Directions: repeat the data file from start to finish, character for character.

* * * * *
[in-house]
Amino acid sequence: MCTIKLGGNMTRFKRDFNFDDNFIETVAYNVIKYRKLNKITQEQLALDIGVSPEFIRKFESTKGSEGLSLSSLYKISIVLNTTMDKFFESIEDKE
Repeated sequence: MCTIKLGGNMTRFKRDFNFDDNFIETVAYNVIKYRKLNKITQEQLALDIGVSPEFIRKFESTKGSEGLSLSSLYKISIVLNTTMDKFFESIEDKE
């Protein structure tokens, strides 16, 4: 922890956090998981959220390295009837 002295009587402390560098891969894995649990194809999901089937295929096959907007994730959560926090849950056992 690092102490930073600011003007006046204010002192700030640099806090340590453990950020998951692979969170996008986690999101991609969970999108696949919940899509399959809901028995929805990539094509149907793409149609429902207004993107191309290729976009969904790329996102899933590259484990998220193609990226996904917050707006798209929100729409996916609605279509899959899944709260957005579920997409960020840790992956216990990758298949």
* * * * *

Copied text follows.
[in-house]
Amino acid sequence: MCTIKLGGNMTRFKRDFNFDDNFIETVAYNVIKYRKLNKITQEQLALDIGVSPEFIRKFESTKGSEGLSLSSLYKISIVLNTTMDKFFESIEDKE
Repeated sequence: MCTIKLGGNMTRFKRDFNFDDNFIETVAYNVIKYRKLNKITQEQLALDIGVSPEFIRKFESTKGSEGLSLSSLYKISIVLNTTMDKFFESIEDKE
């Protein structure tokens, strides 16, 4: 922890956090998981959220390295009837 002295009587402390560098891969894995649990194809999901089937295929096959907007994730959560926090849950056992 690092102490930073600011003007006046204010002192700030640099806090340590453990950020998951692979969170996008986690999101991609969970999108696949919940899509399959809901028995929805990539094509149907793409149609429902207004993107191309290729976009969904790329996102899933590259484990998220193609990226996904917050707006798209929100729409996916609605279509899959899944709260957005579920997409960020840790992956216990990758298949």